Please join us for Professor Marston and the Wonder Women (2017), written and directed by Angela Robinson and starring Luke Evans, Rebecca Hall, and Bella Heathcote. The movie was widely praised as one of the most positive portrayals of polyamory in modern American film to date.
 
Wednesday, May 2 – 6:30 pm to 9:30 pm
Bureau of General Services—Queer Division
208 W 13th St, Rm 210
New York, NY 10011
 
We’ll meet at 6:30 pm at the Bureau (in room 210 of The Lesbian, Gay, Bisexual & Transgender Community Center at 208 West 13th Street) for pre-screening socializing and start the movie at 7 pm. The more people come, the more likely we’ll continue the event! The event is free, although a $10 suggested donation to help fund future events is much appreciated.
 
Synopsis: Based on the true story of the creator of the character Wonder Woman, Harvard psychologist Dr. William Marston’s polyamorous relationship with his wife and their lover was more provocative than any adventure he had ever written. Running time: 1 hour 48 minutes.

 

 

 

 

Start: May 2, 2018 6:30 PM
End: May 2, 2018 9:30 PM
Venue: Bureau of General Services—Queer Division
Phone: 646-358-1730
Address:
208 West 13th Street, Room 210, New York, NY, 10011, United States
Cost: Suggested donation of $10 to benefit the Bureau and Open Love New York. No one turned away for lack of funds.

April 29, 2018

Beautiful to Look At But Painful to Touch: Marco DaSilva in conversation with Travis Chamberlain

 
Join Marco DaSilva for an intimate conversation about his artistic process with Travis Chamberlain, Managing Director at Queer|Art, where DaSilva is a fellow in QUEER|ART|MENTORSHIP for 2017-2018. DaSilva’s paintings, collages, and sculptures are currently on view in No Reason To Be Careful through June 10th at the Bureau of General Services – Queer Division. This program is free and open to the public.
 
 
Marco DaSilva pic

Marco DaSilva is a native New Yorker whose symbol-based paintings explore hybridity through the intersections of his Brazilian-American, queer identity and manic experience. He has exhibited work at IMAGE Gallery, Heath Gallery, and the Samuel Dorsky Museum of Art. He is also a NYFA Artist as Entrepreneur Fellow. He creates work at his studio in Bedford-Stuyvesant. Marco has a BFA in Painting and Drawing from SUNY New Paltz.
 
 
Travis Chamberlain is a curator whose work encompasses performances, residencies, exhibitions, and community organizing, with a focus on the excavation of marginalized cultural histories and the advancement of emerging queer voices. Major projects have included work with artists Ishmael Houston-Jones, Dennis Cooper, Karen Finley, Julie Tolentino, Wu Tsang, Jack Ferver, Tina Satter, Young Jean Lee, and Jennifer Monson, among others. Formerly Associate Curator of Performance at the New Museum and Artistic Director of Galapagos Art Space in Brooklyn, Chamberlain is now Managing Director at Queer|Art, a New York-based non-profit that supports the creative and professional development of LGBTQ artists through models of mentorship and community exchange.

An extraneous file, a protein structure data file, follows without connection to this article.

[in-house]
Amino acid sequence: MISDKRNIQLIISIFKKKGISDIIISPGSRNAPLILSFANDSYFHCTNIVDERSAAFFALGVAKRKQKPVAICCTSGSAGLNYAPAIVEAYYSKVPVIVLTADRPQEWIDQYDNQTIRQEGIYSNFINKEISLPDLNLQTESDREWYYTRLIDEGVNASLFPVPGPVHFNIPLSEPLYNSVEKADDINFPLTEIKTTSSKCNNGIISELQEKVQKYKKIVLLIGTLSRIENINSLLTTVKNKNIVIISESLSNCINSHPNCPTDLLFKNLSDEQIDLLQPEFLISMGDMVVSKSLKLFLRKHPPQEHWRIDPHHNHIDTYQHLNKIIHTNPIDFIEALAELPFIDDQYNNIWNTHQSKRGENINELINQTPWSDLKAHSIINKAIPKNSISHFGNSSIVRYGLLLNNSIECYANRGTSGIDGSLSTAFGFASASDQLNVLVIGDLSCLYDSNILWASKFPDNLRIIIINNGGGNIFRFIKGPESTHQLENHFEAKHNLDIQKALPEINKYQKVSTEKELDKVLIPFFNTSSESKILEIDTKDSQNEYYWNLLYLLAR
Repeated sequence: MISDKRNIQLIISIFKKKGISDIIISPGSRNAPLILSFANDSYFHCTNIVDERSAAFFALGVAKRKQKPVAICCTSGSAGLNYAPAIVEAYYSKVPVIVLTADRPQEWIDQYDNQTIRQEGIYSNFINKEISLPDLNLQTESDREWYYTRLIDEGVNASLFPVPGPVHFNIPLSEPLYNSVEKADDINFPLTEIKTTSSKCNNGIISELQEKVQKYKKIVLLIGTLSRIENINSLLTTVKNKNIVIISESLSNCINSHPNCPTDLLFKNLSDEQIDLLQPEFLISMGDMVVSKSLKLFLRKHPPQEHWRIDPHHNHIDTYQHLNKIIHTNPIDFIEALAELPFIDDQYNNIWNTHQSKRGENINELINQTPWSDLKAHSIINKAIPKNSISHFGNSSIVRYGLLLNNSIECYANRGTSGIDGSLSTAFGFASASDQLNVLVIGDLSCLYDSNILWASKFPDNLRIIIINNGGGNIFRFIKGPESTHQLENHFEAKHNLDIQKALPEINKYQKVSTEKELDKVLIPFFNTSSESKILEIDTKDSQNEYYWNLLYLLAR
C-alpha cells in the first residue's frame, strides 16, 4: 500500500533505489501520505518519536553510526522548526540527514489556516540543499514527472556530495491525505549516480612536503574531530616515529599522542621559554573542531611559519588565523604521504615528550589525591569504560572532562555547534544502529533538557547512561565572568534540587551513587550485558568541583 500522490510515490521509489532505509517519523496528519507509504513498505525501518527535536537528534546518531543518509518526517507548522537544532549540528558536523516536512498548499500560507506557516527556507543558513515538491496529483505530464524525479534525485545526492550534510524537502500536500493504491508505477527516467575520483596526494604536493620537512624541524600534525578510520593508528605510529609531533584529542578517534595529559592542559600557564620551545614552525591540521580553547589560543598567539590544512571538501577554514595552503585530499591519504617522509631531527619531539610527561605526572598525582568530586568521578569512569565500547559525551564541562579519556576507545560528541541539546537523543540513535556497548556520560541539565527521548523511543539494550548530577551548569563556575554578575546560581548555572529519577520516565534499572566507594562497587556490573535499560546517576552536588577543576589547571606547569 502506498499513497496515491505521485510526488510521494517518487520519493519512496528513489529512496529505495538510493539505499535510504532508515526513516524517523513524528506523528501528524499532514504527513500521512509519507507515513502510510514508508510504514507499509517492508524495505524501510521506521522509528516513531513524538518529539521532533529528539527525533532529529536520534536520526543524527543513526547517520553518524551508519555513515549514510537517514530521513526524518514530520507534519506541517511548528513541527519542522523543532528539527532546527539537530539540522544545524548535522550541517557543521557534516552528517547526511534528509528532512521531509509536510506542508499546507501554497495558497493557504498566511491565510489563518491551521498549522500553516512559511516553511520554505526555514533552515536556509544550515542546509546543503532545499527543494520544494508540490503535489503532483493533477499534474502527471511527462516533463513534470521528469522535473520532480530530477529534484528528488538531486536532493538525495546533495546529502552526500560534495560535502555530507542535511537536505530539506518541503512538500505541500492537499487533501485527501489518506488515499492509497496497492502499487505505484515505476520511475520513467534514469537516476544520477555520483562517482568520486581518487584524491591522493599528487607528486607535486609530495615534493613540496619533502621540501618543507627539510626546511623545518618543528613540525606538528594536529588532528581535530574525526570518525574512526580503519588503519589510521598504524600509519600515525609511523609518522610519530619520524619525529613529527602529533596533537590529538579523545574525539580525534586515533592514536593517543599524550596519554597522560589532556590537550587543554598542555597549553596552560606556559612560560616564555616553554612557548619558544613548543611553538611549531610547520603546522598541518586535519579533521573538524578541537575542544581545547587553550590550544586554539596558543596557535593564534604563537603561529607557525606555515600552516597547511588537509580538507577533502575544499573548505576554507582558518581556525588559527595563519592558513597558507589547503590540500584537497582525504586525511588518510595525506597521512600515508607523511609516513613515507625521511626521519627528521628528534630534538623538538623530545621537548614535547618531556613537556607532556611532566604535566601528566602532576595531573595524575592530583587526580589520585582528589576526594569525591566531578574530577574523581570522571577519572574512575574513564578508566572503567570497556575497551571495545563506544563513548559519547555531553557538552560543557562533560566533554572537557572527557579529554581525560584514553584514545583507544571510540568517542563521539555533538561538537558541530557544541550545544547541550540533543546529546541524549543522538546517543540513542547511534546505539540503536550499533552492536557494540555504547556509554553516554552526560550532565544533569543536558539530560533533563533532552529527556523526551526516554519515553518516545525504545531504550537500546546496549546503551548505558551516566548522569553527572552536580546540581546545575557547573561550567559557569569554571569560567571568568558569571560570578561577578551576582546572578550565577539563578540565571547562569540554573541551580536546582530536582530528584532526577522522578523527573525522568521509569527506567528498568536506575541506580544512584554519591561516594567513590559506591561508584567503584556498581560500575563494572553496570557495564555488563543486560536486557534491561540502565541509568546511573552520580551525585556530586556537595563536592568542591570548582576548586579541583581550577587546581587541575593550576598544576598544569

Start: April 29, 2018 3:00 PM
End: April 29, 2018 4:30 PM
Venue: Bureau of General Services—Queer Division
Phone: (646) 358-1730
Address:
208 West 13th Street, Room 210, New York, NY, 10011, United States
Cost: $10 suggested donation to benefit the Bureau. No one turned away for lack of funds.

April 28, 2018

Cuarenta y Nueve book launch celebration in New York!

 

Cuarenta y Nueve‘s 3rd and final book launch party is in New York City. Please join us to celebrate this beautiful coffee table book dedicated to the 49 lives lost in the Orlando Pulse nightclub massacre. Many of the 49 artistic contributors will attend. Readings, book signings, performers + celebrating the love and light of our rainbow community. Please join us on this ‘pride full’ occasion!

Cuarenta y Nueve means 49 in Spanish. This beautiful coffee table book is an artistic homage to the 49 lives lost on June 12, 2016, at the Pulse Nightclub massacre, in Orlando Florida. Writers of every discipline & genre, photographers, artists, and even an Executive Chef have come together to create this must have tribute. By 49 and for 49, Cuarenta y Nueve was the vision of (and curated by) best selling author Joie Lamar, who has also arranged for 100% of the proceeds to be donated to positive LGBTQ+ organizations, specifically Pride School Atlanta & GLAAD.

 

 

Start: April 28, 2018 7:00 PM
End: April 28, 2018 9:00 PM
Venue: Bureau of General Services—Queer Division
Phone: (646) 358-1730
Address:
208 West 13th Street, Room 210, New York, NY, 10011, United States
Cost: $10 suggested donation to benefit the Bureau. No one turned away for lack of funds.

April 26, 2018

Pauline Gloss: Lullabies for the Psychotic and Other Recent Work

 
Literary sound-artist Pauline Gloss will present an evening of new and recent work in the text-sound / sound-poetry tradition. She will present her new cycle for solo voice, “Lullabies for the Psychotic” and screen her record (with accompanying video from Nicolas Bermeo) “Greetings from Here: Audio Postcards in Transition,” from 2016.
 
Pauline’s current body of work is concerned with how the smallest bits of language— in both their sonic and meaning-making dimensions— can, through repetition, variation, and syntactical rewiring, create temporary sonic and semantic meaning-making structures.
 
Her work investigates and foregrounds the physicality of language by rendering it architecturally. She makes of its discreet bits semantic and sonic building-blocks whose stability is always already in question.

 
With the character and reach of this tool set, she attempts to form a language in which the boundaries and traditional formations of selfhood are plied, questioned, and reformed.
 
 
Pauline Gloss is a writer and literary sound-artist based in Los Angeles. Her language-sound work attempts to dramatize and expand language in its timbral, rhythmic, textural, and meaning-making dimensions.
 
She runs Spoken Records, a label specializing in the release of work in the Text-Sound tradition. She has been written about favorably in art and music publications and has performed or had work shown in Los Angeles, London, and New York at institutions including MoCA Geffen, Cal Arts, Human Resources (LA), Resonance FM (London), Poetic Research Bureau, The Lambda Literary Festival, Automata, Betalevel, and others.
 
 
 
 
 

Start: April 26, 2018 7:00 PM
End: April 26, 2018 9:30 PM
Venue: Bureau of General Services—Queer Division
Phone: (646) 358-1730
Address:
208 West 13th Street, Room 210, New York, NY, 10011, United States
Cost: $10 suggested donation to benefit the Bureau. No one turned away for lack of funds.